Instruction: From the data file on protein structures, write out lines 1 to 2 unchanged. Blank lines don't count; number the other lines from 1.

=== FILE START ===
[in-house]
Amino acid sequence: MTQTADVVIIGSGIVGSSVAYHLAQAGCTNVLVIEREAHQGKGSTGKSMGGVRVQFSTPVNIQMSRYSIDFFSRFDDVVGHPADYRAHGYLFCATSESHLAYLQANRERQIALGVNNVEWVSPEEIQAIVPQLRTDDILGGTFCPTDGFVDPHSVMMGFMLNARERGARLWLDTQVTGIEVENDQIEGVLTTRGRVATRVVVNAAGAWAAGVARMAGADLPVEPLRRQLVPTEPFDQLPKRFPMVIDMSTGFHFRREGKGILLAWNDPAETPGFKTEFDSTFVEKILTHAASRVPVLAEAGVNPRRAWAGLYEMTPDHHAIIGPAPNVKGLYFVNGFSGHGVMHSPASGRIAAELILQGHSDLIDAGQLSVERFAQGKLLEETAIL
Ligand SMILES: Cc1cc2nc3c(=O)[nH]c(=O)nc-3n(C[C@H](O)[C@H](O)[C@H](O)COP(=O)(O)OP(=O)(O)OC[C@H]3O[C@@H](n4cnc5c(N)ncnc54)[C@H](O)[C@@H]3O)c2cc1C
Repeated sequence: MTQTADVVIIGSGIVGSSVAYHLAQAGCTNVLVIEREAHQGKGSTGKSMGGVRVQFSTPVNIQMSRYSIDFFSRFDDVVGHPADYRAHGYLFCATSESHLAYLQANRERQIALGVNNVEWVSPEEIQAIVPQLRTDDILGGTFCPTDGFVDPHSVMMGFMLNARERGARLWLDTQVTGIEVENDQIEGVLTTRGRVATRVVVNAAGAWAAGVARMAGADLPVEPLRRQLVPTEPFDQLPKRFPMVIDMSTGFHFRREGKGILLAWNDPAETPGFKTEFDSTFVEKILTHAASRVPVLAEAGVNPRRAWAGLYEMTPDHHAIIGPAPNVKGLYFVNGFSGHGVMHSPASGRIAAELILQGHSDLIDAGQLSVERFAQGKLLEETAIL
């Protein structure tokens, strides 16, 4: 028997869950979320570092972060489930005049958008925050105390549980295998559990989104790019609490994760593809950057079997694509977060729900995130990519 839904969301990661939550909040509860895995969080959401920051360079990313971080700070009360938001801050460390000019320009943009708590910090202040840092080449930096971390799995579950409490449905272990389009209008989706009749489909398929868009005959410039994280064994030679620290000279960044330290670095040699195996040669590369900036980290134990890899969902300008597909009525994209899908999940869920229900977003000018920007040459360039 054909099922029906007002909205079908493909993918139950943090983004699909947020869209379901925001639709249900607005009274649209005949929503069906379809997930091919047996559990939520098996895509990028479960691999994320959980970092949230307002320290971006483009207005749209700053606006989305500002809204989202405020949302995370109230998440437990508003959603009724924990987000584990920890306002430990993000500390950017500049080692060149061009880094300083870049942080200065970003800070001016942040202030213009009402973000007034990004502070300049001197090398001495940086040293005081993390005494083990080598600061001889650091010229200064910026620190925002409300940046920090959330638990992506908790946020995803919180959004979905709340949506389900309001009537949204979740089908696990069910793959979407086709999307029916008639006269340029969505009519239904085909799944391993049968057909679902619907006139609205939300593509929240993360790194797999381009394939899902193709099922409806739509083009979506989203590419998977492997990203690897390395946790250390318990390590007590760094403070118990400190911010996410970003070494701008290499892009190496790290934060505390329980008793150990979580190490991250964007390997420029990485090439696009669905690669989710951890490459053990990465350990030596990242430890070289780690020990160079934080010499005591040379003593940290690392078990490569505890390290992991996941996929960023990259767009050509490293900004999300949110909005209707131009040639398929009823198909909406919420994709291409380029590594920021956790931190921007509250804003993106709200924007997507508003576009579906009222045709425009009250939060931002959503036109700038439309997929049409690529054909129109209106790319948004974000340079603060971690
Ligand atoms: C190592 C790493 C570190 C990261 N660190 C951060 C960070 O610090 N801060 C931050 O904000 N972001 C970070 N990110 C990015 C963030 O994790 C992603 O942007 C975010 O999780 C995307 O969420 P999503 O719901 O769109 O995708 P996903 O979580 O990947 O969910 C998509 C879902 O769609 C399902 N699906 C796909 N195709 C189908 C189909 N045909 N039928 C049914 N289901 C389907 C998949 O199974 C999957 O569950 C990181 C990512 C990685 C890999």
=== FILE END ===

[in-house]
Amino acid sequence: MTQTADVVIIGSGIVGSSVAYHLAQAGCTNVLVIEREAHQGKGSTGKSMGGVRVQFSTPVNIQMSRYSIDFFSRFDDVVGHPADYRAHGYLFCATSESHLAYLQANRERQIALGVNNVEWVSPEEIQAIVPQLRTDDILGGTFCPTDGFVDPHSVMMGFMLNARERGARLWLDTQVTGIEVENDQIEGVLTTRGRVATRVVVNAAGAWAAGVARMAGADLPVEPLRRQLVPTEPFDQLPKRFPMVIDMSTGFHFRREGKGILLAWNDPAETPGFKTEFDSTFVEKILTHAASRVPVLAEAGVNPRRAWAGLYEMTPDHHAIIGPAPNVKGLYFVNGFSGHGVMHSPASGRIAAELILQGHSDLIDAGQLSVERFAQGKLLEETAIL